But you don’t need a move to new highs (even though I think we should be moving to new highs post ECB and Fed), all you need is a 5% pop or around 175 points and you can be still making two to three times the money you paid on your calls.

In other news: say goodbye because this one is out of here…

Not been watching DollarSwissy of late, but over the weekend chart flipping, this chart almost made me spill my Earl Grey tea. Think this could be one of the better dollar longs for next year, as 2016 will be a lot more of a currency picking market – as opposed to 2015 where the USD has been the undisputed bulldozer.

USDCHF 1.0182, multi-year chart is showing us a clear long-term big break out

Source: Bloomberg
The week ahead

Central bank meetings this week will be dominated by EM players as we will hear from Brazil, Turkey and Nigeria. Whilst the consensus view of economists is for all their respective rates to remain unchanged, last week we saw South Africa bucking the trending and rising rates unexpectedly.

Praise the gods for no Fed speakers this week, meanwhile we will hear from Olsen, Stevens and Carney.

Economic data wise, theme will be flash PMI week. Also worth bearing in mind we have the second reading of Q3 US GDP and the cons. Number is a lot higher than the initial gain of 1.5%, as we seemed to be expecting  a rise of 2.1% - make way for the Fed hike and the USD.

Do bear in mind that next Tuesday on December 1 we have US ISM manufacturing numbers which are expected to come in at 50.5e, previously just made the borderline number of 50.1p.

Now imagine a negative print - that is, contraction territory, not enough to tip the Fed (albeit they have never hiked with ISM manufacturing in negative territory nor with the VIX above 20 (VIX incidentally closed at 15.50 on Fri, down around 23% for the week), but it could send some short-term ripples before the ECB meets.  

Key macro data points to watch over next week:

Central banks

Speakers/Other: Mon Nov 23 – Sun Nov 29

Fed Speak – No official speeches. I know, I know… after a chorus of Fed speakers over the last two weeks, I had to check twice!

Other Speakers – Norge’s Olsen (24), RBA’s Stevens (24), BoE’s Carney (24)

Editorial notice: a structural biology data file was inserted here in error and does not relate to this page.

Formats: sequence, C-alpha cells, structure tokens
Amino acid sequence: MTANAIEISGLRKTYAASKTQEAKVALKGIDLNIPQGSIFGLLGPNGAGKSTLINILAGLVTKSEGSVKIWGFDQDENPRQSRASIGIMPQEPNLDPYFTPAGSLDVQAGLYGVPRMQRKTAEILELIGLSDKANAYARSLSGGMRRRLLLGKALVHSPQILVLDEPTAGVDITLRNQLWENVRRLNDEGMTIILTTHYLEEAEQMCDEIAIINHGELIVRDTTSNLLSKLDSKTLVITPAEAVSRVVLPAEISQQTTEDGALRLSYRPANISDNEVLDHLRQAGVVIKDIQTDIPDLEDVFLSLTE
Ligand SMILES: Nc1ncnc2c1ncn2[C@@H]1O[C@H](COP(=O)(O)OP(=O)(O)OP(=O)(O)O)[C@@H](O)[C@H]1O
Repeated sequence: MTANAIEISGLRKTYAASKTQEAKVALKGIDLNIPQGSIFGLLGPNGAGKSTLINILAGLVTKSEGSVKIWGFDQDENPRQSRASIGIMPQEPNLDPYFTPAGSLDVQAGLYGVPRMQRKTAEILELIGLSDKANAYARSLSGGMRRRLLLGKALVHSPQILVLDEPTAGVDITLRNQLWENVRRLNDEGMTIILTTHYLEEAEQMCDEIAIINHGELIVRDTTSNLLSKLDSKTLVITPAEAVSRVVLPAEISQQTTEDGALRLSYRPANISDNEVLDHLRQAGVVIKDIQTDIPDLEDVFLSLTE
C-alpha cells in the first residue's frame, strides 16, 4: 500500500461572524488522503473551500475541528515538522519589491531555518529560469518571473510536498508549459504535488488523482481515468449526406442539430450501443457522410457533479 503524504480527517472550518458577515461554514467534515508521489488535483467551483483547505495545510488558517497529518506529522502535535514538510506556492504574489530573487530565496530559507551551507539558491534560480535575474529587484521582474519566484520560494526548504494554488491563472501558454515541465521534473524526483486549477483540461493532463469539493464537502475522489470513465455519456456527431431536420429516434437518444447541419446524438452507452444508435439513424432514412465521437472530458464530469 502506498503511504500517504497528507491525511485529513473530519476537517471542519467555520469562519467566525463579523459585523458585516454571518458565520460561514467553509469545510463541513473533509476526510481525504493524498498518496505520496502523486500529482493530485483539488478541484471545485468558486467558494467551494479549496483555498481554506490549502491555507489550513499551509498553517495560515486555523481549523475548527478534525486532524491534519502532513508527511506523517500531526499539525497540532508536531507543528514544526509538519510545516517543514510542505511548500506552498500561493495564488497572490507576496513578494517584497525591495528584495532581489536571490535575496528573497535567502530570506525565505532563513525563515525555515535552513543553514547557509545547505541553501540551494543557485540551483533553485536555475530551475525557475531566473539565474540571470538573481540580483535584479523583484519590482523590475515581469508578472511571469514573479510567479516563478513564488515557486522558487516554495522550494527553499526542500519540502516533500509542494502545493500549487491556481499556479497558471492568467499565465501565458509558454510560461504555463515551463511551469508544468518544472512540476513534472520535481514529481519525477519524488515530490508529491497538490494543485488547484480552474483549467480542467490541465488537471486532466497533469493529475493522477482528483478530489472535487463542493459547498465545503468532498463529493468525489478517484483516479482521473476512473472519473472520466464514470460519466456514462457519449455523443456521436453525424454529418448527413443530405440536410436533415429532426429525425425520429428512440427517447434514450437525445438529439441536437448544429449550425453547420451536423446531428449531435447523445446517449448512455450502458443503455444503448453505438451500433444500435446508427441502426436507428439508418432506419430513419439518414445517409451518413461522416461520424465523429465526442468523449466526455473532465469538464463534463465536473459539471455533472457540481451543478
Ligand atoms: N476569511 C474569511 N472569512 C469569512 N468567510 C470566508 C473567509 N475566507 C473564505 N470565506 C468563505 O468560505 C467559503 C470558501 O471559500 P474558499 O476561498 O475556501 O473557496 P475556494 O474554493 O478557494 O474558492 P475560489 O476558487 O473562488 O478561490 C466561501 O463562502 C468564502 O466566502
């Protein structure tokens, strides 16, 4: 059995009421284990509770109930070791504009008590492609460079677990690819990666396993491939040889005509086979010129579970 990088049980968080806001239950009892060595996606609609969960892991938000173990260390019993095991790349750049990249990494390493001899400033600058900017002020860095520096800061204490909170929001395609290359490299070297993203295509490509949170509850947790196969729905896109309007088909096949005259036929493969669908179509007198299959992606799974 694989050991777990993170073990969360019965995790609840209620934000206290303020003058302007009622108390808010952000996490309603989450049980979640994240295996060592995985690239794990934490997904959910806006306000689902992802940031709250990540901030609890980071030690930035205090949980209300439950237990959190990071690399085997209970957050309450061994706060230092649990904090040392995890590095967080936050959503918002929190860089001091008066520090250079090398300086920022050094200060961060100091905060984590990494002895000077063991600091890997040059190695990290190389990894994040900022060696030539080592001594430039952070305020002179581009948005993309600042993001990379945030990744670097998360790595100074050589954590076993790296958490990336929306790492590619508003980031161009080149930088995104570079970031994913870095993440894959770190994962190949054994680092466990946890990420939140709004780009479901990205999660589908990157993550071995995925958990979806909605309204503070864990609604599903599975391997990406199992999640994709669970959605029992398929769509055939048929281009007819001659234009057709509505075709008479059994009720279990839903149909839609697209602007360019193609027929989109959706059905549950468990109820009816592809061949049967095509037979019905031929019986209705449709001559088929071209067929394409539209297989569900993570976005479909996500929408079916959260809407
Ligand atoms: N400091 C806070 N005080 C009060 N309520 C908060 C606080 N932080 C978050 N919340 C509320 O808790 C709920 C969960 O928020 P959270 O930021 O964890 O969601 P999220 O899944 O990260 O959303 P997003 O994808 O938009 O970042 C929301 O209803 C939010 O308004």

TU 7.50%e 7.50%p (Surprise hike like SA last wk?) (24), NG 13.0%e 13.0%p (24), Bundebank’s Financial Stability Report (24), BoJ Oct Minutes (25), BZ 14.25%e 14.25%p (Surprise hike like SA last wk?) (25/26)


RBA 2.00%e 2.00%p. Remember there was clear easing expectation PRE those blowout job numbers (1), RBI 4.0%e 4.0%p (1), BoC 0.50%e 0.50%p (1), ECB 0.05%e 0.05%p (3)

Economic data flash

Lastly, life is very similar to investing/trading, you end up with what you put up with – so set your standards high, focus on the process and profitable trading/investing to you all – be successful and don’t forget to enjoy the journey.

The effective use of our time is the most valuable commodity we have.

-- Edited By Adam Courtenay

Kay Van-Petersen (KVP) is Asia Macro Strategist at Saxo Bank, the home of social trading. In addition to, please follow him on twitter @KVP_Macro.


The Saxo Bank Group entities each provide execution-only service and access to permitting a person to view and/or use content available on or via the website is not intended to and does not change or expand on this. Such access and use are at all times subject to (i) The Terms of Use; (ii) Full Disclaimer; (iii) The Risk Warning; (iv) the Rules of Engagement and (v) Notices applying to and/or its content in addition (where relevant) to the terms governing the use of hyperlinks on the website of a member of the Saxo Bank Group by which access to is gained. Such content is therefore provided as no more than information. In particular no advice is intended to be provided or to be relied on as provided nor endorsed by any Saxo Bank Group entity; nor is it to be construed as solicitation or an incentive provided to subscribe for or sell or purchase any financial instrument. All trading or investments you make must be pursuant to your own unprompted and informed self-directed decision. As such no Saxo Bank Group entity will have or be liable for any losses that you may sustain as a result of any investment decision made in reliance on information which is available on or as a result of the use of the Orders given and trades effected are deemed intended to be given or effected for the account of the customer with the Saxo Bank Group entity operating in the jurisdiction in which the customer resides and/or with whom the customer opened and maintains his/her trading account. When trading through your contracting Saxo Bank Group entity will be the counterparty to any trading entered into by you. does not contain (and should not be construed as containing) financial, investment, tax or trading advice or advice of any sort offered, recommended or endorsed by Saxo Bank Group and should not be construed as a record of ourtrading prices, or as an offer, incentive or solicitation for the subscription, sale or purchase in any financial instrument. To the extent that any content is construed as investment research, you must note and accept that the content was not intended to and has not been prepared in accordance with legal requirements designed to promote the independence of investment research and as such, would be considered as a marketing communication under relevant laws. Please read our disclaimers:
- Notification on Non-Independent Invetment Research
- Full disclaimer

Check your inbox for a mail from us to fully activate your profile. No mail? Have us re-send your verification mail